A parent with a background in fundraising met with former donors and board members to establish “a culture of giving time, talent, and treasure to the school,” White says.
As White brought more and more parents into the effort, she noticed the culture at the school changing. “More parents are involved,” she says. “And we are getting still more parents involved.”
Holy Trinity has always had the Trinity Volunteer Association, which organized spirit nights and classroom volunteers. But members were not engaged with the business operation of the school, leaving that to the board of directors. That will not happen again, White says. “I can’t be surprised anymore,” she says. “I need to know what’s going on so I can always be prepared.”
During the crisis, the PLG partnered with the Trinity Volunteer Association, tapping their members’ talents and making sure school life for the students was unchanged.
For White, one of the hardest aspects of that time was maintaining a sense of normalcy in front of Ethan. “I didn’t want to make an adult problem my child’s problem,” White says. “He smiles from 8 until 3 because he loves his school so much.”
As the marketing work group brought in new families, other parents dug deeper into the school’s business operations. Parents negotiated with the school’s vendors, wiping clean $160,000 in unpaid bills and making arrangements to pay the remaining balances.
Jayson Link, whose son, Xavier, was in 1st grade, knew the team had pulled off the unthinkable when Holy Trinity ended the school year with a positive cash flow. “It was a titanic effort to get us from point A to point B,” says Link, who started out as a project manager for the parent group and has since joined the school’s board of directors. “I am truly humbled by the effort parents made to make this happen.”
Link was especially moved by a father who, along with his daughter, committed to cleaning the school two nights a week through the end of the school year. As was the case with several Holy Trinity families, the father had decided to transfer his child to a different school in the fall. “Yet he honored his commitment to Holy Trinity up to the very last day,” Link says.
Looking back, Link marvels at how many well-timed miracles had to occur for the school to keep its doors open. Despite the many pledges in donations, at one point early on PLG leaders thought they weren’t going to be able to come up with enough cash. Link was going to start letting parents know they just couldn’t cover operating costs.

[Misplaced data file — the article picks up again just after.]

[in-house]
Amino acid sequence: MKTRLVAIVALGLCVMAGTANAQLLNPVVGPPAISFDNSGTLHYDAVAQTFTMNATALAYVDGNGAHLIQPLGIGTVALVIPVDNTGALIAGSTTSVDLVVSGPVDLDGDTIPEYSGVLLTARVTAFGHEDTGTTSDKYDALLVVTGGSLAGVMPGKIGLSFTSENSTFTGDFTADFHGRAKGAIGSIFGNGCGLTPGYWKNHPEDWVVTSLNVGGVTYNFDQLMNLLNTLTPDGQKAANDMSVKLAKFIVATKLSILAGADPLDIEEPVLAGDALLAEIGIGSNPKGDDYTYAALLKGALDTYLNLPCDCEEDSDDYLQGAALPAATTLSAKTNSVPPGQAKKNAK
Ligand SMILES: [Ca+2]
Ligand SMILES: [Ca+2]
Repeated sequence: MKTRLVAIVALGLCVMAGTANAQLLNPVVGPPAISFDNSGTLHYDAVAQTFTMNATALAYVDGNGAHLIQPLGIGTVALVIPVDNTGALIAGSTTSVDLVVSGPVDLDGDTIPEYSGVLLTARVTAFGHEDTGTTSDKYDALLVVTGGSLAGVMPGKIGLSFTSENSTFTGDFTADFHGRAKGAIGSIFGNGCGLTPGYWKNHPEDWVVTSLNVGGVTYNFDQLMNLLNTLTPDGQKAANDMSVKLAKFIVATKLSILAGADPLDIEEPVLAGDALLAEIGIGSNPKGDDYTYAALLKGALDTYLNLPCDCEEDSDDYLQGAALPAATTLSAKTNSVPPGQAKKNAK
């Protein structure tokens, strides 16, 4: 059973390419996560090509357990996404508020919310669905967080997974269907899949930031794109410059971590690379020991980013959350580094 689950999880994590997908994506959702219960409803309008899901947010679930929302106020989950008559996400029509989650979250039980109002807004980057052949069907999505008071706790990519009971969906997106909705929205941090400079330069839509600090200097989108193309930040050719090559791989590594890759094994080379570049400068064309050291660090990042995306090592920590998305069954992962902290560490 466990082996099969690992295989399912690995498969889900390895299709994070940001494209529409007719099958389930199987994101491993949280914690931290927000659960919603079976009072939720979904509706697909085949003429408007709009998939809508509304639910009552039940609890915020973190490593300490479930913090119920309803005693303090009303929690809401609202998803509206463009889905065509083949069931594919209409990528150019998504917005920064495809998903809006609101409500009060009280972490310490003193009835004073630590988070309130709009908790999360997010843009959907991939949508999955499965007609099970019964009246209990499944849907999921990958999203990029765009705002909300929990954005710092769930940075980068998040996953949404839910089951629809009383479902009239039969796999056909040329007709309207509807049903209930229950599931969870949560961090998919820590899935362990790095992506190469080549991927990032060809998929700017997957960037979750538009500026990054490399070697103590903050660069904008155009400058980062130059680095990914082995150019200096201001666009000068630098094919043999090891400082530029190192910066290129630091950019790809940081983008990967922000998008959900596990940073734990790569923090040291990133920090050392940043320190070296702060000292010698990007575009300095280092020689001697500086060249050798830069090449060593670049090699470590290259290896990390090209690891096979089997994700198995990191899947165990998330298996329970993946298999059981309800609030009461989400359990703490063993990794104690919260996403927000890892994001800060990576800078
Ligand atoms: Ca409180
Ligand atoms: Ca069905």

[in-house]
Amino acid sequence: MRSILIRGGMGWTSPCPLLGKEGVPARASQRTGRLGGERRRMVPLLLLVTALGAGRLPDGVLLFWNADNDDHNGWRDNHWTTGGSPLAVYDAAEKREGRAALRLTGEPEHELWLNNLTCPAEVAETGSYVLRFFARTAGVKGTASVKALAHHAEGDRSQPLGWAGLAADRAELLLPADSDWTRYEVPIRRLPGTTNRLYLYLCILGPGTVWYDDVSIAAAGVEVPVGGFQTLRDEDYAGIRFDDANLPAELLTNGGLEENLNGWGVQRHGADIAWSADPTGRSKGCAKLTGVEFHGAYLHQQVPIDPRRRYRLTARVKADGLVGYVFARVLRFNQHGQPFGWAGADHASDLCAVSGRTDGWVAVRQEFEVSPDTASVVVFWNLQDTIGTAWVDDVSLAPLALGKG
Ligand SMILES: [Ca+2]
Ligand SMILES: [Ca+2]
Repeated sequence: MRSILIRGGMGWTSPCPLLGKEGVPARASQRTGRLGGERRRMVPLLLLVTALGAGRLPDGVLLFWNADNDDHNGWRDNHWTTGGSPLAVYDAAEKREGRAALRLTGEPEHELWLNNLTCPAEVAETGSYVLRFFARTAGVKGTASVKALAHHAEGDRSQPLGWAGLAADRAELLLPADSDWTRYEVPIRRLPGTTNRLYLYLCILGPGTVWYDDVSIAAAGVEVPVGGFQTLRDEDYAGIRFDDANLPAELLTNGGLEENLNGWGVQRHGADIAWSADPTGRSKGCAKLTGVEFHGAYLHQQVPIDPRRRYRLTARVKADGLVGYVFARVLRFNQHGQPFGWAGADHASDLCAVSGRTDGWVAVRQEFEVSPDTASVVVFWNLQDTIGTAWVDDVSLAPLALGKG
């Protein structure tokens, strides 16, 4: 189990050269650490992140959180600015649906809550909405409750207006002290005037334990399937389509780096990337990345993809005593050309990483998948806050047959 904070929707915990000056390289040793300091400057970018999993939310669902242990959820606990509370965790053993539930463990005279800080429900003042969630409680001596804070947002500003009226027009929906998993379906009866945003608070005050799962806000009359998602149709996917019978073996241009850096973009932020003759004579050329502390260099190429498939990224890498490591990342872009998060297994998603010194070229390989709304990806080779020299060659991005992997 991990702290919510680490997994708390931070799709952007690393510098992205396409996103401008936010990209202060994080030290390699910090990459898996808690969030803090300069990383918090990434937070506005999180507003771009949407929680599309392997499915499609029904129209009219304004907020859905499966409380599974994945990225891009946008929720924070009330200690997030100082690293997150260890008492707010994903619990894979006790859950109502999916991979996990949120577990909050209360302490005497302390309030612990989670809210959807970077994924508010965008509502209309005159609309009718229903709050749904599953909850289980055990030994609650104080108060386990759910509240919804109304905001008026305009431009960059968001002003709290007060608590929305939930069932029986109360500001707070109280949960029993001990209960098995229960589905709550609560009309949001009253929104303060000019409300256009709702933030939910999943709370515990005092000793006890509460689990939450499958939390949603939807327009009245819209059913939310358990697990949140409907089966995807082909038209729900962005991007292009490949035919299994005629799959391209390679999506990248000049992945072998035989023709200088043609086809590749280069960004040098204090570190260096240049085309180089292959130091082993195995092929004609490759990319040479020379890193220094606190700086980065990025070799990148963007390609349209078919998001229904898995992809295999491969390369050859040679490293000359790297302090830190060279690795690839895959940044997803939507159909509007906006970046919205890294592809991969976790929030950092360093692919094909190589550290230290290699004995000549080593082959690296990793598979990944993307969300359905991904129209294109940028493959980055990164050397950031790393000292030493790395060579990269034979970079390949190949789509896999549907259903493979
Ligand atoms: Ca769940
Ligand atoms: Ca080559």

Just then, the school received an email from an anonymous donor offering enough money to bridge the gap. “It’s always surprising what people will do,” he says. When a story about the school’s plight aired on local news, someone made a $40,000 donation.
“It’s an exciting thing to say I was a tiny piece of this,” Link says. “To get in front of those kids and tell them they could come back after Christmas was overwhelming.”
During those first uncertain two months, Link calculated that parents put in more than 1,500 hours of volunteer service. Now, the parents are looking ahead to a bright future for Holy Trinity. They are reorganizing the board. They have hired a development director and business manager. Parents are happily planning events and helping teachers with classroom projects. And they’re also watching the bottom line.
Digging out of a Financial Hole
It can happen to your private school, your charter school, or even your parent group. Leaders take their eyes off the accounting, and soon the organization is in bad financial shape. Here are tips to get back on track from the PLG at Holy Trinity Episcopal School.
Remain calm. Finding out that your organization is in financial trouble will understandably trigger emotions. Put those emotions aside when you gather to focus on how to fix the problem.
Study the problem. After assembling a core group of volunteers, take time to study and clearly define the problem before talking about possible solutions.
Assign tasks. Appoint volunteers with the right skill sets to lead committees. Volunteers with more general skills can serve on committees.
Work hard. Once you have a plan, execute it! Convene core leaders and committee chairs to make sure that everyone is moving forward.
Plan for the future. Once the immediate financial crisis is resolved, start building a solid foundation so your organization can remain financially healthy.